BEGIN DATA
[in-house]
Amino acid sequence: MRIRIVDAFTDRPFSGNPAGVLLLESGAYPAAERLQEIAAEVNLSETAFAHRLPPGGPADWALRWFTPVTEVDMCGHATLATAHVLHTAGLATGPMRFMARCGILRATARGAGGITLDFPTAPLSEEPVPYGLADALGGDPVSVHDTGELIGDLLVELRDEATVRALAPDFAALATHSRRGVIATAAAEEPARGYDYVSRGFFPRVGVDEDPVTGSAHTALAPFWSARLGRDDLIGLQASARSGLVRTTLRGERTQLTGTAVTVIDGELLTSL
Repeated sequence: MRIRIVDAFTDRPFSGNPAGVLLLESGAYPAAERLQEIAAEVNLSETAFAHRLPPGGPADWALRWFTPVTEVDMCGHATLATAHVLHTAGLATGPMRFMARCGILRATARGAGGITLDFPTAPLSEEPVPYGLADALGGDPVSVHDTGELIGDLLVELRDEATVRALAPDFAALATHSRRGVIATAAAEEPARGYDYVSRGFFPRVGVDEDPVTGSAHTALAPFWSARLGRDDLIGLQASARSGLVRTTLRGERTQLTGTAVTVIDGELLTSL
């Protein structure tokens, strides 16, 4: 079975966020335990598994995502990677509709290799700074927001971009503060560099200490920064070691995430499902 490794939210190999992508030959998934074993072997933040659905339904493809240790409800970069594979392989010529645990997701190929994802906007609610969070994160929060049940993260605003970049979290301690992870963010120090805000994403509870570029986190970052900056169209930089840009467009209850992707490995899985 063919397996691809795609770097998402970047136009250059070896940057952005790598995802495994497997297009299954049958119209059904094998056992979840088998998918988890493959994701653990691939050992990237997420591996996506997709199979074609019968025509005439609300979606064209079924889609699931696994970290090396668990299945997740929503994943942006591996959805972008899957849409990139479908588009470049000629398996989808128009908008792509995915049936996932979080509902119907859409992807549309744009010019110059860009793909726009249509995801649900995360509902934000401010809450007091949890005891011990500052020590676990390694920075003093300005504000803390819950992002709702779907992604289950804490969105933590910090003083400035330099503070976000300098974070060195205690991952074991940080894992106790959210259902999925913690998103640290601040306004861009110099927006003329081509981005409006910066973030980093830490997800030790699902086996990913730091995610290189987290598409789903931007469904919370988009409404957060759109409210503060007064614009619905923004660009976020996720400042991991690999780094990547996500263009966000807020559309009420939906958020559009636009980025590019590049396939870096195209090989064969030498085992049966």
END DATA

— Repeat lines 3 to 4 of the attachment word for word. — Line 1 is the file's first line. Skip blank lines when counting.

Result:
Repeated sequence: MRIRIVDAFTDRPFSGNPAGVLLLESGAYPAAERLQEIAAEVNLSETAFAHRLPPGGPADWALRWFTPVTEVDMCGHATLATAHVLHTAGLATGPMRFMARCGILRATARGAGGITLDFPTAPLSEEPVPYGLADALGGDPVSVHDTGELIGDLLVELRDEATVRALAPDFAALATHSRRGVIATAAAEEPARGYDYVSRGFFPRVGVDEDPVTGSAHTALAPFWSARLGRDDLIGLQASARSGLVRTTLRGERTQLTGTAVTVIDGELLTSL
């Protein structure tokens, strides 16, 4: 079975966020335990598994995502990677509709290799700074927001971009503060560099200490920064070691995430499902 490794939210190999992508030959998934074993072997933040659905339904493809240790409800970069594979392989010529645990997701190929994802906007609610969070994160929060049940993260605003970049979290301690992870963010120090805000994403509870570029986190970052900056169209930089840009467009209850992707490995899985 063919397996691809795609770097998402970047136009250059070896940057952005790598995802495994497997297009299954049958119209059904094998056992979840088998998918988890493959994701653990691939050992990237997420591996996506997709199979074609019968025509005439609300979606064209079924889609699931696994970290090396668990299945997740929503994943942006591996959805972008899957849409990139479908588009470049000629398996989808128009908008792509995915049936996932979080509902119907859409992807549309744009010019110059860009793909726009249509995801649900995360509902934000401010809450007091949890005891011990500052020590676990390694920075003093300005504000803390819950992002709702779907992604289950804490969105933590910090003083400035330099503070976000300098974070060195205690991952074991940080894992106790959210259902999925913690998103640290601040306004861009110099927006003329081509981005409006910066973030980093830490997800030790699902086996990913730091995610290189987290598409789903931007469904919370988009409404957060759109409210503060007064614009619905923004660009976020996720400042991991690999780094990547996500263009966000807020559309009420939906958020559009636009980025590019590049396939870096195209090989064969030498085992049966």